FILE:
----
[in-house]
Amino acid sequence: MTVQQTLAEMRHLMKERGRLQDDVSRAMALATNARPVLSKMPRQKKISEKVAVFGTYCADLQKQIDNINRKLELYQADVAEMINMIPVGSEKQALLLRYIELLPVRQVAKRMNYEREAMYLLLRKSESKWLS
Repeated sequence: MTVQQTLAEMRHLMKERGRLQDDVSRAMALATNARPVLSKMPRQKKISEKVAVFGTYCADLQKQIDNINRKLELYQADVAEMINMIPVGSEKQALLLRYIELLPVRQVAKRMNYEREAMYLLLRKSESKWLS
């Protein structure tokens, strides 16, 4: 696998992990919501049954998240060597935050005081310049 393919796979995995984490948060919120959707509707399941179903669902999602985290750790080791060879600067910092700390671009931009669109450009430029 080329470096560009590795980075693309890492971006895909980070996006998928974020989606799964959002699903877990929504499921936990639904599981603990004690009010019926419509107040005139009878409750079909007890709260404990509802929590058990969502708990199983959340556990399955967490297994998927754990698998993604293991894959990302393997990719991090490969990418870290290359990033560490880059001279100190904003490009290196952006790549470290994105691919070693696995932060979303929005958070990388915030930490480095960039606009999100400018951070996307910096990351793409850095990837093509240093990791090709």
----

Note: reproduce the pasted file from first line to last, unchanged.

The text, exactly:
[in-house]
Amino acid sequence: MTVQQTLAEMRHLMKERGRLQDDVSRAMALATNARPVLSKMPRQKKISEKVAVFGTYCADLQKQIDNINRKLELYQADVAEMINMIPVGSEKQALLLRYIELLPVRQVAKRMNYEREAMYLLLRKSESKWLS
Repeated sequence: MTVQQTLAEMRHLMKERGRLQDDVSRAMALATNARPVLSKMPRQKKISEKVAVFGTYCADLQKQIDNINRKLELYQADVAEMINMIPVGSEKQALLLRYIELLPVRQVAKRMNYEREAMYLLLRKSESKWLS
């Protein structure tokens, strides 16, 4: 696998992990919501049954998240060597935050005081310049 393919796979995995984490948060919120959707509707399941179903669902999602985290750790080791060879600067910092700390671009931009669109450009430029 080329470096560009590795980075693309890492971006895909980070996006998928974020989606799964959002699903877990929504499921936990639904599981603990004690009010019926419509107040005139009878409750079909007890709260404990509802929590058990969502708990199983959340556990399955967490297994998927754990698998993604293991894959990302393997990719991090490969990418870290290359990033560490880059001279100190904003490009290196952006790549470290994105691919070693696995932060979303929005958070990388915030930490480095960039606009999100400018951070996307910096990351793409850095990837093509240093990791090709």